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Smallville (series finale)

Josh Bids Farewell to Smallville!

It’s pretty hard to believe that Smallville has been on the air for ten years, and I am even a little bit more astonished that I’ve been watching the show for pretty much all of those ten years!  From the very beginning, I have found watching Smallville to be a somewhat frustrating endeavor.  I’d be hard pressed to name a show that’s been so wildly inconsistent in quality.  A spectacular, exciting, complex episode will be followed by an agonizingly painful, awkward, juvenile installment.  But the good episodes have been good enough to somehow keep me watching even through the bad ones (and there have been plenty of bad ones).

Smallville is probably the best argument for the strength of the British TV model (and the increasingly common HBO/cable model) of shorter (8-12 episode) seasons rather than the standard American network TV seasons of 20-24 episodes.  Over the years I’ve read fans writing off this season or that season of Smallville as garbage, while praising other years.  Personally, I think pretty much every season of the show has had merit, and has had some great episodes.  But boy oh boy have I felt (right from season one) that the story-lines were padded and stretched FAAAAR beyond what made any logical narrative sense.  The years and years of yes-they’re-a-couple, no-they’re-not-a-couple Clark Kent/Lana Lang soap opera antics is the most annoying example of this, but even in the later, more focused seasons this has been a problem.  The show actually found interesting ways to incorporate Doomsday and General Zod as villains (in seasons 8 and 9, respectively), but by making us wait through the WHOLE long season for Clark and his Big Bad villains to finally come to loggerheads stretched my patience well past the breaking point.  Out of the ten seasons of Smallville, I’d say there’s probably a terrific four year-run of a great super-hero show.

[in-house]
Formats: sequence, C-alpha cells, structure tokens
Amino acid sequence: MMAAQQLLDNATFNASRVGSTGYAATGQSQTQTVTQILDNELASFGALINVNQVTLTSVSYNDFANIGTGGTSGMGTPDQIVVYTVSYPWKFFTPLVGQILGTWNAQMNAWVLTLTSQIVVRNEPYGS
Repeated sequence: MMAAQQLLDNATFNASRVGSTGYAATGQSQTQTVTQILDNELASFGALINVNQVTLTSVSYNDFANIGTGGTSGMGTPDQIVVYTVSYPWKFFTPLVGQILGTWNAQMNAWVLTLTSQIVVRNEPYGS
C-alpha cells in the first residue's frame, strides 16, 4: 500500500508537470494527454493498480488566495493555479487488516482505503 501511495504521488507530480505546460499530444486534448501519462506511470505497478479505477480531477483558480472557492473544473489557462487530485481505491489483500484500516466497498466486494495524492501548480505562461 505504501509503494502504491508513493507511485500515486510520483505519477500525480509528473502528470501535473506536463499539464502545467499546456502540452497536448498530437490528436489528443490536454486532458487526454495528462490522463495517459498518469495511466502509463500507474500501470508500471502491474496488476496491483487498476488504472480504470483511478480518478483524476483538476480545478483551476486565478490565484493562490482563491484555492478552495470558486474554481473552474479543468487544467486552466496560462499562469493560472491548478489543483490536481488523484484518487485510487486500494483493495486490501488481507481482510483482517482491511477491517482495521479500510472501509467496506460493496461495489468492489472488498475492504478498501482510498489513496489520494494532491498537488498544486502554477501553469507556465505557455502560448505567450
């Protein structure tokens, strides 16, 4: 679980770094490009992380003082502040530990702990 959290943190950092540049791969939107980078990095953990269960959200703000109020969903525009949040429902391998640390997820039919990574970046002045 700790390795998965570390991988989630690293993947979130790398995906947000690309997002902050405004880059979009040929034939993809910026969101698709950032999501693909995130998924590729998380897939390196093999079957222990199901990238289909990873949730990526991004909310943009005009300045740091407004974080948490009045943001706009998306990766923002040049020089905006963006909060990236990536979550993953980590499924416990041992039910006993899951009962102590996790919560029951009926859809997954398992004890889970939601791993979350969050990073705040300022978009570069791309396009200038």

That is not a very good record!  But Smallville did have a number of moments of real greatness, and those moments kept me from ever giving up entirely on the series.  There have been some episodes that have been among the very best live-action depictions of super-heroics that I’ve ever seen, in movies or on TV.  (The season two episode, “Rosetta,” guest-starring Christopher Reeve comes to mind, and the show consistently did season-finales like nobody’s business.)  The visual effects are not great, but they’ve been good enough to be decently entertaining week in and week out.  But when the show was great, it wasn’t because of visual effects, it was because they found a sweet spot between incorporating aspects of the Superman mythology while keeping the over-all narrative fun, engaging, and accessible.

When Smallville was … [continued]